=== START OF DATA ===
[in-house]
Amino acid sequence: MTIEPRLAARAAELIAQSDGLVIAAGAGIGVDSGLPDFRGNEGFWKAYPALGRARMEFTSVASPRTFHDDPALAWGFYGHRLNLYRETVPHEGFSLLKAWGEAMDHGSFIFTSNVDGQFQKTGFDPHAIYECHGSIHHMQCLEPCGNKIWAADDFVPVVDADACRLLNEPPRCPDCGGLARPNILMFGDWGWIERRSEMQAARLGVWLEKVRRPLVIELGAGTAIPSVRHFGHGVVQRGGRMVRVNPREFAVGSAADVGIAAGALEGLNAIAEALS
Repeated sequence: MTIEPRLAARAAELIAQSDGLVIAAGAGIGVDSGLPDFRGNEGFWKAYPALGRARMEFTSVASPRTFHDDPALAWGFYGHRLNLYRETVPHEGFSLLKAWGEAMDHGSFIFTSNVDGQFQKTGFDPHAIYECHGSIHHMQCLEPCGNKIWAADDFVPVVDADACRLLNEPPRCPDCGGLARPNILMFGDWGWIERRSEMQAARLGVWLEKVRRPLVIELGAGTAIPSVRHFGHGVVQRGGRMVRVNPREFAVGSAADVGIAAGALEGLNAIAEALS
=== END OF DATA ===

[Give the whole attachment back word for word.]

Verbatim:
[in-house]
Amino acid sequence: MTIEPRLAARAAELIAQSDGLVIAAGAGIGVDSGLPDFRGNEGFWKAYPALGRARMEFTSVASPRTFHDDPALAWGFYGHRLNLYRETVPHEGFSLLKAWGEAMDHGSFIFTSNVDGQFQKTGFDPHAIYECHGSIHHMQCLEPCGNKIWAADDFVPVVDADACRLLNEPPRCPDCGGLARPNILMFGDWGWIERRSEMQAARLGVWLEKVRRPLVIELGAGTAIPSVRHFGHGVVQRGGRMVRVNPREFAVGSAADVGIAAGALEGLNAIAEALS
Repeated sequence: MTIEPRLAARAAELIAQSDGLVIAAGAGIGVDSGLPDFRGNEGFWKAYPALGRARMEFTSVASPRTFHDDPALAWGFYGHRLNLYRETVPHEGFSLLKAWGEAMDHGSFIFTSNVDGQFQKTGFDPHAIYECHGSIHHMQCLEPCGNKIWAADDFVPVVDADACRLLNEPPRCPDCGGLARPNILMFGDWGWIERRSEMQAARLGVWLEKVRRPLVIELGAGTAIPSVRHFGHGVVQRGGRMVRVNPREFAVGSAADVGIAAGALEGLNAIAEALS